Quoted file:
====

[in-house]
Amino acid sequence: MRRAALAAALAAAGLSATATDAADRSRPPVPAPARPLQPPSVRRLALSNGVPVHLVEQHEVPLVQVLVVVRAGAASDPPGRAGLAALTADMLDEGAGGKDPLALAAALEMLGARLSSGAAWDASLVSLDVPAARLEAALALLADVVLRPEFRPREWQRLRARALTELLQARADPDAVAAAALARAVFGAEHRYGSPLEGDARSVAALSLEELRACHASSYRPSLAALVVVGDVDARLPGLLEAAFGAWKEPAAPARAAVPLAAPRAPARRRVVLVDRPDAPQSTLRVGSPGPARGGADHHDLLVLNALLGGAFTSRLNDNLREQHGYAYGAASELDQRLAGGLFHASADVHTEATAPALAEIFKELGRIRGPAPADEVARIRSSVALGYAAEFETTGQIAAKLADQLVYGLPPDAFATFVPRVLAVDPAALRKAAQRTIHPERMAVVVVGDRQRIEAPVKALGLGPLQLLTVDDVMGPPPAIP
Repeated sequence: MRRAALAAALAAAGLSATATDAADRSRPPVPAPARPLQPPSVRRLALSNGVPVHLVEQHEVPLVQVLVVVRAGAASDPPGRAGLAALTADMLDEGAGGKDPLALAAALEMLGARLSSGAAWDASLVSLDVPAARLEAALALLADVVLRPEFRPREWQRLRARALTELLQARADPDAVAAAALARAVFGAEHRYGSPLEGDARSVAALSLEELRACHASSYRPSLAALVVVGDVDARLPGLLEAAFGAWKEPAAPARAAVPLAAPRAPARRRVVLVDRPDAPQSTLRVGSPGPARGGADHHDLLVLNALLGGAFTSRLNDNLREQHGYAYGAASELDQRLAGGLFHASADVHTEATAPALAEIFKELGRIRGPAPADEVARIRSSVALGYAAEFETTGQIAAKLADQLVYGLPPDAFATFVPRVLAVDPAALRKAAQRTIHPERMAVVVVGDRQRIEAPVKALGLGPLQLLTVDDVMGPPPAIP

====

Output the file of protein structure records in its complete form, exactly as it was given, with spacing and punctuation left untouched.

[in-house]
Amino acid sequence: MRRAALAAALAAAGLSATATDAADRSRPPVPAPARPLQPPSVRRLALSNGVPVHLVEQHEVPLVQVLVVVRAGAASDPPGRAGLAALTADMLDEGAGGKDPLALAAALEMLGARLSSGAAWDASLVSLDVPAARLEAALALLADVVLRPEFRPREWQRLRARALTELLQARADPDAVAAAALARAVFGAEHRYGSPLEGDARSVAALSLEELRACHASSYRPSLAALVVVGDVDARLPGLLEAAFGAWKEPAAPARAAVPLAAPRAPARRRVVLVDRPDAPQSTLRVGSPGPARGGADHHDLLVLNALLGGAFTSRLNDNLREQHGYAYGAASELDQRLAGGLFHASADVHTEATAPALAEIFKELGRIRGPAPADEVARIRSSVALGYAAEFETTGQIAAKLADQLVYGLPPDAFATFVPRVLAVDPAALRKAAQRTIHPERMAVVVVGDRQRIEAPVKALGLGPLQLLTVDDVMGPPPAIP
Repeated sequence: MRRAALAAALAAAGLSATATDAADRSRPPVPAPARPLQPPSVRRLALSNGVPVHLVEQHEVPLVQVLVVVRAGAASDPPGRAGLAALTADMLDEGAGGKDPLALAAALEMLGARLSSGAAWDASLVSLDVPAARLEAALALLADVVLRPEFRPREWQRLRARALTELLQARADPDAVAAAALARAVFGAEHRYGSPLEGDARSVAALSLEELRACHASSYRPSLAALVVVGDVDARLPGLLEAAFGAWKEPAAPARAAVPLAAPRAPARRRVVLVDRPDAPQSTLRVGSPGPARGGADHHDLLVLNALLGGAFTSRLNDNLREQHGYAYGAASELDQRLAGGLFHASADVHTEATAPALAEIFKELGRIRGPAPADEVARIRSSVALGYAAEFETTGQIAAKLADQLVYGLPPDAFATFVPRVLAVDPAALRKAAQRTIHPERMAVVVVGDRQRIEAPVKALGLGPLQLLTVDDVMGPPPAIP